Bayesian Classifier has high computational requirements. As there are a priori given labels, some prior is needed/specified to train the classifier, which is in turn used to label new data. Then, the newly labeled samples are subsequently used to train a new (supervised) classifier, i.e., decision-directed unsupervised learning. If the initial classifier is not appropriate, the process may diverge |
Chinese restaurant process (CRP), infinite Hidden Markov Model (HMM) | Principal Direction Divisive Partitioning (PDDP) | Start with each case in a separate cluster and repeatedly join the closest pairs into clusters, until a stopping criterion is matched: (1) there is only a single cluster for all cases, (2) predetermined number of clusters is reached, (3) the distance between the closest clusters exceeds a threshold | SpecC | kmeans, hkmeans | Growing Neural Gas | mclust |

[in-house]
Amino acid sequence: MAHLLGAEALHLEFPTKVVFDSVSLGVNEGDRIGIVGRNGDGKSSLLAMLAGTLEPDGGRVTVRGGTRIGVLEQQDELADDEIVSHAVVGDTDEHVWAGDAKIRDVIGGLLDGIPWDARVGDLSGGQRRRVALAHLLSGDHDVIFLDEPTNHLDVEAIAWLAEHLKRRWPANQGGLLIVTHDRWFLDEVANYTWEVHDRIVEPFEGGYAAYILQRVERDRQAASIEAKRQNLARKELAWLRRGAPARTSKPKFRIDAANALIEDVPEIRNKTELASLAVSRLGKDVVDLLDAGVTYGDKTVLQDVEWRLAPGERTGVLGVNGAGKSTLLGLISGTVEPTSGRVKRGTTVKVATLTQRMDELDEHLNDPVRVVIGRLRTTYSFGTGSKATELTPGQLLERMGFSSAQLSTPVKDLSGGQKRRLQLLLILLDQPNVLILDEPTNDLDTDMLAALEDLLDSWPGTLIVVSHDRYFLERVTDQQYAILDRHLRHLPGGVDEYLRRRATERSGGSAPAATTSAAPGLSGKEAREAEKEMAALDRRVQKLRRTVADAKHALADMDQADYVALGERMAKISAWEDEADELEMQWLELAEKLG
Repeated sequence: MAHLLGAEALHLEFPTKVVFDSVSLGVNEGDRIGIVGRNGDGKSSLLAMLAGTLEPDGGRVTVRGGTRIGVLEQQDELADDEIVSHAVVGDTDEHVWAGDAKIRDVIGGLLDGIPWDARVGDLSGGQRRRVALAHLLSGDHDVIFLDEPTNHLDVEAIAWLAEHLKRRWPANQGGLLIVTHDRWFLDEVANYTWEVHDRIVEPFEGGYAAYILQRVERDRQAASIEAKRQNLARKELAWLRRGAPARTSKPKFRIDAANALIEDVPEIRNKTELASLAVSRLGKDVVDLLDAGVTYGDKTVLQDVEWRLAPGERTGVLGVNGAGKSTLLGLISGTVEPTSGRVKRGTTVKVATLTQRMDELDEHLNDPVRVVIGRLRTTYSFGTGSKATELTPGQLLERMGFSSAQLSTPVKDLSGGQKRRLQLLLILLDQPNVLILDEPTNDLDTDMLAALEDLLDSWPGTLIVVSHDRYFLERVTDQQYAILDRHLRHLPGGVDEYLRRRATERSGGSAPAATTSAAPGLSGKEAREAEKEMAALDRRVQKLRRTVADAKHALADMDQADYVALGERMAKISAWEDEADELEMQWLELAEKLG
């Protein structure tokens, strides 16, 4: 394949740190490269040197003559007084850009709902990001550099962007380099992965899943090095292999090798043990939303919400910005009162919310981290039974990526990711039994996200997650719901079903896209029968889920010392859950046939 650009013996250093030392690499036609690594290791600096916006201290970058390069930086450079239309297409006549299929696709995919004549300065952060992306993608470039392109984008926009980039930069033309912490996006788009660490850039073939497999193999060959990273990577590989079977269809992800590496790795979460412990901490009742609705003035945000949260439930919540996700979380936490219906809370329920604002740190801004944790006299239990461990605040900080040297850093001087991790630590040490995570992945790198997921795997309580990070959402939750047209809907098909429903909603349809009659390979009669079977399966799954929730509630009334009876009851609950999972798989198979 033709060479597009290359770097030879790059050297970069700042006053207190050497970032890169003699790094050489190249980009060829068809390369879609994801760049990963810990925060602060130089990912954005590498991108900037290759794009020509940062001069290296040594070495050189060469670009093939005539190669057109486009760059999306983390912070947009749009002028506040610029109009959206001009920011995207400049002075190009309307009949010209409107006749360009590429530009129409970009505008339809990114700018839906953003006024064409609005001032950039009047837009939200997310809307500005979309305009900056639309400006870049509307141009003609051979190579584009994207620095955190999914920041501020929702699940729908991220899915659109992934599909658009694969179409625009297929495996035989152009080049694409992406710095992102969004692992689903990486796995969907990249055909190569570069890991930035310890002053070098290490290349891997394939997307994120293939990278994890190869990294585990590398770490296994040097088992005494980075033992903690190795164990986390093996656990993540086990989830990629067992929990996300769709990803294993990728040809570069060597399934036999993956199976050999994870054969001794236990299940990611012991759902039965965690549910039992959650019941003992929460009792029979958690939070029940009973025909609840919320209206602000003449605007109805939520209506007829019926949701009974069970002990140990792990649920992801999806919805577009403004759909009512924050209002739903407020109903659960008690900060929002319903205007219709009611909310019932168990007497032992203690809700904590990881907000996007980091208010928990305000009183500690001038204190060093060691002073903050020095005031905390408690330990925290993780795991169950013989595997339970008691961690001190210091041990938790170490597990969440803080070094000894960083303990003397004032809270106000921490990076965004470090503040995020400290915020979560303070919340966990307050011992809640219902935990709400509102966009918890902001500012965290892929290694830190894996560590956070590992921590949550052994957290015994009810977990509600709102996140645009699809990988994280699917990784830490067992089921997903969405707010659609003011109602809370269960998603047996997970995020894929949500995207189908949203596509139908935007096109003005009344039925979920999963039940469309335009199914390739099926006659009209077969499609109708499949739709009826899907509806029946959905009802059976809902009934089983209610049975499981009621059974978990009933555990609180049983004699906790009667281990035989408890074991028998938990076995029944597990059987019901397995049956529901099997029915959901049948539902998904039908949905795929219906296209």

**Supervised classification** methods utilize user provided labels representative of specific classes associated with concrete observations, cases or units. These training classes/outcomes are used as references for the classification. Many problems can be addressed by decision-support systems utilizing combinations of supervised and unsupervised classification processes. Supervised learning involves input variables (\(X\)) and an outcome variable (\(Y\)) to learn mapping functions from the input to the output: \(Y = f(X)\). The goal is to approximate the mapping function so that when it is applied to new (validation) data (\(Z\)) it (accurately) predicts the (expected) outcome variables (\(Y\)). It is called supervised learning because the learning process is supervised by initial training labels guiding and correcting the learning until the algorithm achieves an acceptable level of performance.